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P599 Development of an inflammatory bowel disease-specific nutrition screening tool (IBD-NST)

C. Wall*1, B. Wilson1, J. Sanderson2, M. Lomer1,3

1King's College London, Department of Nutritional Sciences, London, UK, 2Guy's and St Thomas' NHS Foundation Trust, Department of Gastroenterology, London, UK, 3Guy's and St Thomas' NHS Foundation Trust, London, UK

Background

Patients with inflammatory bowel disease (IBD) frequently report that their nutritional concerns are unmet. Current nutrition screening tools identify malnourished patients with low body mass index (BMI) or significant weight loss but may not identify all IBD patients at nutrition risk. This study aimed to develop and test an IBD-specific nutrition self-screening tool (IBD-NST).

Methods

IBD patients were recruited prospectively to independently complete IBD-NST and Malnutrition Universal Screening Tool (MUST). Subjective global assessment (SGA) and hand grip strength (HGS) were completed by a dietitian. The IBD-NST scored nutrition risk as low (0), moderate (1) or high (≥2), with equal importance given to BMI, unintentional weight loss, and a combination of active disease and nutrition concerns. Scores were compared with sub-optimal (15% below the mean) HGS, mid-upper arm muscle circumference (MAMC), BMI, weight loss >5% and SGA. χ2 compared dichotomous outcomes and Receiver Operator Characteristic curves were used for prediction assessment with a cut-off of AUC < 0.7 for poor prediction.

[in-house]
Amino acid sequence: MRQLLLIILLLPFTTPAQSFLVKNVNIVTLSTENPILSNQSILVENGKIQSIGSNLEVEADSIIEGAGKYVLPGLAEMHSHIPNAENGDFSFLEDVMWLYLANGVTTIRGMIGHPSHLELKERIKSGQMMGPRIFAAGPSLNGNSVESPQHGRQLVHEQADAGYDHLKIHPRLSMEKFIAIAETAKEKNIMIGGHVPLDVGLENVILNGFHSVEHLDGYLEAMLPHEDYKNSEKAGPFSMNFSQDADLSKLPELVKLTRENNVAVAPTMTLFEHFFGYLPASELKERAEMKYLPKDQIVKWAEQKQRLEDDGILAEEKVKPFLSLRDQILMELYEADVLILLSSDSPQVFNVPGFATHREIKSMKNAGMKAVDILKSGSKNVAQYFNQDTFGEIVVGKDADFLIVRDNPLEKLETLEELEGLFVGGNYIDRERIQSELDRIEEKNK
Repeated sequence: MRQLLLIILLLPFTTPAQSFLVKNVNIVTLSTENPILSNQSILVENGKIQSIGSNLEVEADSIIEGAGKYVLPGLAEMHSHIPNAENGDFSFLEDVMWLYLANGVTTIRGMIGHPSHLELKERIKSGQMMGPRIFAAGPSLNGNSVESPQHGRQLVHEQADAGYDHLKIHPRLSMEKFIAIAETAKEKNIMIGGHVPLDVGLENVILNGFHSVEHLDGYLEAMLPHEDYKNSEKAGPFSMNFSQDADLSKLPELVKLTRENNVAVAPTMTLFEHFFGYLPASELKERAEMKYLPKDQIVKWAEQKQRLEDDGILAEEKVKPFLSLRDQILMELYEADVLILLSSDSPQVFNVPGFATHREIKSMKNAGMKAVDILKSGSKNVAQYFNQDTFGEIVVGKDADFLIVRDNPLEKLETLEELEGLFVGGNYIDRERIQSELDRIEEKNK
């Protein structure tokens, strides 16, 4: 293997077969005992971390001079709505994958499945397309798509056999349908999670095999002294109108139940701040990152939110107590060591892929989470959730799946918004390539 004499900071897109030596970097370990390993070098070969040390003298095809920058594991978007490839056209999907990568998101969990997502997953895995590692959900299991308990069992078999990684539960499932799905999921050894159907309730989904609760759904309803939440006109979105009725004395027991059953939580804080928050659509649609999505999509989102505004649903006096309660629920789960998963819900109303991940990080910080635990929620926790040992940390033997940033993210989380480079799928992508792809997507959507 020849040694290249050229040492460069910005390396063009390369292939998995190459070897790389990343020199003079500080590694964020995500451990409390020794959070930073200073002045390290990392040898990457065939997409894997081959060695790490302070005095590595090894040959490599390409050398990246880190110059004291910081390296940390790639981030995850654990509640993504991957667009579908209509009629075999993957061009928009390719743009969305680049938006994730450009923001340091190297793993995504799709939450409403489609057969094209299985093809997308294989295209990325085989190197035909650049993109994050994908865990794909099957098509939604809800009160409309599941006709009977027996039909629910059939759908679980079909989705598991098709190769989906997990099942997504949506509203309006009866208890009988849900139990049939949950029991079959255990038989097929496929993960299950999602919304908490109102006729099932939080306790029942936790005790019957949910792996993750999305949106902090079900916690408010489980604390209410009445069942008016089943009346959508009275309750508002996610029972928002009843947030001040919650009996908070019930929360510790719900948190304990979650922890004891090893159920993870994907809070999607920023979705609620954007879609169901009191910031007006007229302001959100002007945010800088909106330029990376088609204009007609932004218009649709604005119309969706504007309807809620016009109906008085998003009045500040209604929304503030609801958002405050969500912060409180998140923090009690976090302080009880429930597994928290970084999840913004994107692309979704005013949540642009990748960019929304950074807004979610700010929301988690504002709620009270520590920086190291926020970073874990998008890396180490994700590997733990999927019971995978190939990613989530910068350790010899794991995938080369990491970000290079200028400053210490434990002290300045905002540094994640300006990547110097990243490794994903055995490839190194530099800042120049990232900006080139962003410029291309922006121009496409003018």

Results

101/116 patients (87%) were recruited, 54 (53%) were female, 61 (60%) had CD, 33 (33%) had UC and 7 (7%) had IBD-U. Mean (SD) age was 40 (14) years and BMI was 24.6 kg/m2 (4.3). SGA identified 11/91 (12%) with malnutrition and IBD-NST and MUST identified a similar number of patients at nutrition risk (Table 1). Twelve patients were low risk for MUST but high risk for IBD-NST due to having a flare and concerns about their nutrition. Unlike SGA and MUST, IBD-NST nutrition risk was not predicted by BMI (AUC = 0.262 (SE 0.06) (95% CI 0.17, 0.40)). No statistically significant difference in suboptimal HGS was seen across BMI categories of underweight (7/9 (78%)), healthy (28/46 (61%)), overweight (14/23 (61%)) and obese (6/12 (50%)). Patients with >5% weight loss (13/101 (13%)) or suboptimal HGS (56/101 (55%)) were significantly more likely to be at nutrition risk using IBD-NST, MUST and SGA (p < 0.05). Patients with suboptimal MAMC (10/66 (15%)) were not significantly more likely to be at nutrition risk using IBD-NST or MUST (p > 0.05).

Table 1. Patients identified at nutrition risk by IBD-NST and MUST.

MUST
LowModerateHighTotal
Low604468 (67%)
IBD-NSTModerate99 (9%)
High1211124 (24%)
Total72 (71%)14 (14%)15 (15%)101

Conclusion

The IBD-NST identifies more patients with high nutrition risk, and equally weights physical, disease, and nutritional identifiers of nutrition risk and places less importance on BMI than SGA or MUST. Finally, we confirm that BMI is a poor indicator of HGS in IBD supporting a reduced importance in identifying nutrition risk. Further work is required to validate the IBD-NST.